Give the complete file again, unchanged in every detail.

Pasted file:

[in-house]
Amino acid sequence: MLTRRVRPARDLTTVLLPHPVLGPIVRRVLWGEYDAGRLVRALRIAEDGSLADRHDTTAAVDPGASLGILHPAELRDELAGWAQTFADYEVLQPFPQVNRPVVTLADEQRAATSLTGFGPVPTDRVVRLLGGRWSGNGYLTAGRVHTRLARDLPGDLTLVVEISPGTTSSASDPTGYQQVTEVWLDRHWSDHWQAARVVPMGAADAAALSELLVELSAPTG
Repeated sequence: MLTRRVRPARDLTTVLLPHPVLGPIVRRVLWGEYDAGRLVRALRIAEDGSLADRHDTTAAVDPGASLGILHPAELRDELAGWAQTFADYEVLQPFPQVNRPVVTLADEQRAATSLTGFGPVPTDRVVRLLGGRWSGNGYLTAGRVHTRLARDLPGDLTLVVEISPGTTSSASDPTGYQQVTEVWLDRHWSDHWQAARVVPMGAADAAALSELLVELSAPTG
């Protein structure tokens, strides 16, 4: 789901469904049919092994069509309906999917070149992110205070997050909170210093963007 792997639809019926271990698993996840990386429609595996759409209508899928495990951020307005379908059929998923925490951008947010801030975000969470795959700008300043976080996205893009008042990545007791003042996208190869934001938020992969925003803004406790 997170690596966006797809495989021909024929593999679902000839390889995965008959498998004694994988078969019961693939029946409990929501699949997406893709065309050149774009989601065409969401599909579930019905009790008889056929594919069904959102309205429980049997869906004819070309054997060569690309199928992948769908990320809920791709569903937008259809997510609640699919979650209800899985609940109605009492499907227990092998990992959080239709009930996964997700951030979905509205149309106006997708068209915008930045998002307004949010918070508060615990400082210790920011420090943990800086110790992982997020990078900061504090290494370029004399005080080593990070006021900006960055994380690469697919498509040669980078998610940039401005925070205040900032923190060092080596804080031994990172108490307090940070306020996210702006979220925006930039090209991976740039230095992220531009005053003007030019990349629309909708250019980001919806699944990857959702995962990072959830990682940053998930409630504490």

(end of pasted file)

[in-house]
Amino acid sequence: MLTRRVRPARDLTTVLLPHPVLGPIVRRVLWGEYDAGRLVRALRIAEDGSLADRHDTTAAVDPGASLGILHPAELRDELAGWAQTFADYEVLQPFPQVNRPVVTLADEQRAATSLTGFGPVPTDRVVRLLGGRWSGNGYLTAGRVHTRLARDLPGDLTLVVEISPGTTSSASDPTGYQQVTEVWLDRHWSDHWQAARVVPMGAADAAALSELLVELSAPTG
Repeated sequence: MLTRRVRPARDLTTVLLPHPVLGPIVRRVLWGEYDAGRLVRALRIAEDGSLADRHDTTAAVDPGASLGILHPAELRDELAGWAQTFADYEVLQPFPQVNRPVVTLADEQRAATSLTGFGPVPTDRVVRLLGGRWSGNGYLTAGRVHTRLARDLPGDLTLVVEISPGTTSSASDPTGYQQVTEVWLDRHWSDHWQAARVVPMGAADAAALSELLVELSAPTG
């Protein structure tokens, strides 16, 4: 789901469904049919092994069509309906999917070149992110205070997050909170210093963007 792997639809019926271990698993996840990386429609595996759409209508899928495990951020307005379908059929998923925490951008947010801030975000969470795959700008300043976080996205893009008042990545007791003042996208190869934001938020992969925003803004406790 997170690596966006797809495989021909024929593999679902000839390889995965008959498998004694994988078969019961693939029946409990929501699949997406893709065309050149774009989601065409969401599909579930019905009790008889056929594919069904959102309205429980049997869906004819070309054997060569690309199928992948769908990320809920791709569903937008259809997510609640699919979650209800899985609940109605009492499907227990092998990992959080239709009930996964997700951030979905509205149309106006997708068209915008930045998002307004949010918070508060615990400082210790920011420090943990800086110790992982997020990078900061504090290494370029004399005080080593990070006021900006960055994380690469697919498509040669980078998610940039401005925070205040900032923190060092080596804080031994990172108490307090940070306020996210702006979220925006930039090209991976740039230095992220531009005053003007030019990349629309909708250019980001919806699944990857959702995962990072959830990682940053998930409630504490």